Many that follow Houston municipal government have expected a charter amendment proposal to remove the city’s voter-imposed revenue cap on taxes. With rapid growth and exploding property costs, most Houstonians understand that the cap hinders the city’s ability to carry out basic functions.
But as Texpatriate reports, City Council is doesn’t plan to stop with just the one charter amendment for the upcoming elections…
Texpatriate has learned that the Houston City Council’s ad hoc “charter review committee” has assembled a memorandum of four proposed rule changes to the city’s constitution-like document and plans on holding a public hearing on the matter. On December 4th at 1:00 PM, a week from tomorrow, the council will hold a public hearing on these four proposals, which I will delineate below. Additionally, to call it a “committee” is a misnomer, as the whole council sits on this special group. Mayor Pro Tem Ed Gonzalez (D-District H) will preside.
The four proposals were initially suggested by City Councilmember C.O. Bradford (D-At Large 4). They are eliminating the so-called “revenue cap” for local property taxes, allowing for secret sessions of the council, modifying term limits and allowing a coalition of at least six councilmembers to add agenda items.
Removal of the municipal revenue cap seems to have support on both sides, so it is unlikely to stoke much in the of controversy as Houstonians head into November 2015.
But the proposal for term limits is a somewhat different matter. Many expect the committee to propose shifting limits of the Mayor and City Controller from a maximum of three 2-year terms to a maximum of two 4-year terms. This would not only lower the number of elections these public servants have to endure, but would also increase the total amount of time they could serve in office by 2 years overall. There are points to be made on both sides of the issue. Points in favor would be that fewer elections means more time for governing and more experienced office holders. In opposition would be that the elected official doesn’t have to be held accountable to the public as often for their actions. In a constituency as large and diverse as Houston, I tend to believe that our elections are important enough to hold every two years. Rather than reform the frequency of when elections occur, it would be a better idea to reform how they are held– i.e. campaign finance restrictions that level the playing field.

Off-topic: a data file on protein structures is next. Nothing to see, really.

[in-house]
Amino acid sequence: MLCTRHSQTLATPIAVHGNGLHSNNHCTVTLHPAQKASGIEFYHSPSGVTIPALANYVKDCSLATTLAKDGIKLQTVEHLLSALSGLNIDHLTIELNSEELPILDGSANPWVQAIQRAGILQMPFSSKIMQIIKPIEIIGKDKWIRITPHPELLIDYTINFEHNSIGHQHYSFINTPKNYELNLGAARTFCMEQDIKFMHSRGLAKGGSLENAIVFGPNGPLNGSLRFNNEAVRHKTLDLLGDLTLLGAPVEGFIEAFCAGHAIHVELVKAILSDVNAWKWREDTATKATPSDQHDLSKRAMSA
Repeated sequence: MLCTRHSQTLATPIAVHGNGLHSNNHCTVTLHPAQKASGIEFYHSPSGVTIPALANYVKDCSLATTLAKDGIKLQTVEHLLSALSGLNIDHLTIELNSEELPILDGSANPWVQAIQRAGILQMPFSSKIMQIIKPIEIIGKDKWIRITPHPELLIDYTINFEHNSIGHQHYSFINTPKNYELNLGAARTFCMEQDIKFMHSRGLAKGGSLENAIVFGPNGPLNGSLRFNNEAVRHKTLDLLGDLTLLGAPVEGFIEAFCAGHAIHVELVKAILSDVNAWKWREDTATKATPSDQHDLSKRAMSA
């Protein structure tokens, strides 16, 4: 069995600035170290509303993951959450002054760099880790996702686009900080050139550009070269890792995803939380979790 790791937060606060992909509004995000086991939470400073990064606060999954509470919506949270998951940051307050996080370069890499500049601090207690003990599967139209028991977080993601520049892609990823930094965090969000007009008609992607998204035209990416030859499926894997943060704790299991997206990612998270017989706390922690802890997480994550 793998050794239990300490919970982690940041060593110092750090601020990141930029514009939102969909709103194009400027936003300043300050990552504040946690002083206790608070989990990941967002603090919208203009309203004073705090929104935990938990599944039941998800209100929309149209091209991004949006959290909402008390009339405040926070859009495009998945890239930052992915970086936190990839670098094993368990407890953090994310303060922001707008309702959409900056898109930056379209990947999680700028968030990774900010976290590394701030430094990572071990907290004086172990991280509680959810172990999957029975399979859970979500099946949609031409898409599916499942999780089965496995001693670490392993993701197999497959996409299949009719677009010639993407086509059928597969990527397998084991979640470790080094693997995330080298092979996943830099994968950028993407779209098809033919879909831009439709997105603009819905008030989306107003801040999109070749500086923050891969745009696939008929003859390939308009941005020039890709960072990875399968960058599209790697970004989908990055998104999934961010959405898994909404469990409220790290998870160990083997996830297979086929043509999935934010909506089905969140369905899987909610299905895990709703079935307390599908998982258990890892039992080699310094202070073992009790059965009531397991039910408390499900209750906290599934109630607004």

On the other hand, allowing a contingency of Council Members to place an item on the meeting agenda without prior approval of the Mayor seems not only reasonable, but long overdue. It is a way to go about the people’s business in a more efficient and direct manner.
For all of the positive that would come expanding agenda abilities to members of Council, the proposal to allow secret sessions of City Council seems confusing at best. As Texpatriate pointed out, it has potential to cause conflict with the open meetings act of the Texas Constitution. Of course the other side to that is many Council Members feel that the open meetings act is actually too restrictive– they’re not allowed to even informally discuss an issue if not convened in an official meeting.
All of this to say that November 2015 looks to be yet another very important election for Houstonians. There won’t be a President or Governor on the ballot, but the new Mayor, Council Members and whatever charter amendments are passed could have a huge impact on the city.